Lamberto Frescobaldi is the 30th generation (yes, you read that right) head of Florence’s Frescobaldi dynasty which has done everything from build bridges and palaces in Tuscany to create one of the world’s most epic wine groups. In the first of a new series on leaders in the wine world, the owner of Masseto, Luce, Ornellaia and many other wines chats to LUX Editor-in-Chief Darius Sanai over a tasting of the Frescobaldi’s flagship Luce wines
“Frescobaldi is a family that goes back to 1000 when they showed up in Tuscany, and then arrived in Florence around 1100, so from a little village out of Florence to Florence. Then a gentleman called, like me, Lamberto, in 1252, built the bridge where now is Ponte Santa Trinita, there is a little square called Piazza de’ Frescobaldi, for the bridge that he built there and he owned all the houses there.
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He comes up quite strongly under the light of Florence in that century. Then the Frescobaldi, began to do as many families of Florence did, they became bankers. Because in those days one of the things that was complicated was to ship money. Money was risky, has always been risky, and so funnily enough the first cheque ever invented was here in Florence by Francesco Datini, he invented the cheque, it was a revolution. Think of taking a piece of paper and writing a value! It was a total revolution.
And then they understand that it is important to move the paper, but not to move the money. So, the money was here and there. Then the Frescobaldi, around the 14th Century, they actually become important bankers through Europe. It was the aristocratic families of Europe, they were always fighting between each other. The Frescobaldi became bankers of the families of England. They actually moved to England, and they became very powerful because they were bankers of the king. And the king actually gave them the run, in Devonshire, of the silver mines. Then they became too famous and too powerful and then the king, I can’t remember which one, but he kicked them out of England. Then they came back to Florence, and from bankers they became farmers.
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So, long story short, I believe that my family have always been very forward-looking and innovative. And that is reflected in what happened with me and the Mondavi family (the legendary wine family of California, who have Italian origins). Around the mid 90s they show up in Italy, and they wanted to do something in Italy. They had moved from Italy 1908, and they went to America because Italy was a tough country in those days. And here they wanted to come back, and we got together, and there was again a beautiful relationship. This changed my way of doing my job, Mondavi opening up a window, a window opened giving me the opportunity to taste wines everywhere around the world. Sharing fears and also the beauty of producing a wine together. And now it is the 25th anniversary of Luce, the wine we created together.”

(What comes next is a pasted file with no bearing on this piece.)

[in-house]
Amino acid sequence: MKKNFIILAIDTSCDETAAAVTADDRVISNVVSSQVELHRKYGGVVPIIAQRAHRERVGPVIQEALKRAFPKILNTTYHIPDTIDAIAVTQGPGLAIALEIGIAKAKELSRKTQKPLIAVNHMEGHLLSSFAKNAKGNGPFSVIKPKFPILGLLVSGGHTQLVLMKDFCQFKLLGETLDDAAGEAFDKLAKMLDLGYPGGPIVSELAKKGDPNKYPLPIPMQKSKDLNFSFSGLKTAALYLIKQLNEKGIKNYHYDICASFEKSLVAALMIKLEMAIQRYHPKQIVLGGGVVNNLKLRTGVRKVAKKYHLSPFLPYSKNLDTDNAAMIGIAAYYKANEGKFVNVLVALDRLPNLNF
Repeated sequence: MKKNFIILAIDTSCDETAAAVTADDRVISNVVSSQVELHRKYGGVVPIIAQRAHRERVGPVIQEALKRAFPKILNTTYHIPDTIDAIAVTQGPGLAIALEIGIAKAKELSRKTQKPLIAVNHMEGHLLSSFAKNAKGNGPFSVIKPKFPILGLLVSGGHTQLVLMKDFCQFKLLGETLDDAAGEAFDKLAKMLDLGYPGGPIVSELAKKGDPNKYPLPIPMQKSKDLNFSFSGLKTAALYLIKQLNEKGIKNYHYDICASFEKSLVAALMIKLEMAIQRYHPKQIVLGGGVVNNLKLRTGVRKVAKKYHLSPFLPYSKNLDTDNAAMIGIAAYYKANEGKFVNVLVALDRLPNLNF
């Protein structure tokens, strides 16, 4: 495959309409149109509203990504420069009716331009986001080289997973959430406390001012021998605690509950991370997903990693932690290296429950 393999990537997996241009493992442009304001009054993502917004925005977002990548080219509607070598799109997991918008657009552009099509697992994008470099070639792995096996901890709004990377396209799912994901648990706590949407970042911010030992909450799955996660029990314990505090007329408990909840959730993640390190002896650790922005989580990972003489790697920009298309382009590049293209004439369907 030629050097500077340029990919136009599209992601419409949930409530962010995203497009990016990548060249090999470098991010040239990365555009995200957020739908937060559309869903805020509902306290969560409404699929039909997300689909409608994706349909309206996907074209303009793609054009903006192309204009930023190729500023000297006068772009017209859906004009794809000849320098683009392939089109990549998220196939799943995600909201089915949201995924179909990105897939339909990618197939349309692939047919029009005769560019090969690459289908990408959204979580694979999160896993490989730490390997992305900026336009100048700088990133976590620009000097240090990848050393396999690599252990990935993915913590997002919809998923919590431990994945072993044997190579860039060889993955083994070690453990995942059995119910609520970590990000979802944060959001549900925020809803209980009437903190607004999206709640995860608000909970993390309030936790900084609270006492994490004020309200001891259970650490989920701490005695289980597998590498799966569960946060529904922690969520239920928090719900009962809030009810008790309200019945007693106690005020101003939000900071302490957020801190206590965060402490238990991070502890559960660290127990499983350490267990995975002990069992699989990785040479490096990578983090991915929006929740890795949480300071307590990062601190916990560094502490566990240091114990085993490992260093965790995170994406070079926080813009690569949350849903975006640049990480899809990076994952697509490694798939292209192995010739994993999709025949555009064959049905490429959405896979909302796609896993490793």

There follows a tasting of Luce wines, with Darius Sanai’s notes below each:
A big, powerful, rich wine but also fresh and light, a remarkable combination. Plenty of fruit, plenty of tannin. I would drink this in five years with a pici al cingiale (thick Tuscan pasta with a wild boar ragu) on the terrace of the Villa San Michele above Florence at sunset.
Less power, more softness, an almost gentle wine but with a long backdrop of olive groves, fading into the olfactory distance. One to drink while perched on the old city wall of Montalcino, looking over the Colline Metallifere hills towards the sea hidden beyond, and across the endless forest.
An almost gentle red wine, belying the Tuscan reputation for producing big reds. Yet there’s a persistence of dried berry, vanilla, and the kinds of herbs you sprinkle on pizzas that make it very moreish. A lunchtime wine, on the Piazza del Campo in Siena, looking at the people wandering past as another day disappears.
Wow. You wouldn’t believe this wine is older than this millennium. Both powerful and zingy, it has a different character to the others, fascinating to see what can happen as great red wines age. Peppers, cherries, and also a waft of Bistecca alla Fiorentina, beautifully balanced. One to drink over dinner, in late autumn, in your Florentine palace, with your loved one; and like the Frescobaldis, I think this wine will last forever.
Thank you to Lamberto Frescobaldi for his time and the wines for this tasting.
For more information, visit: en.lucedellevite.com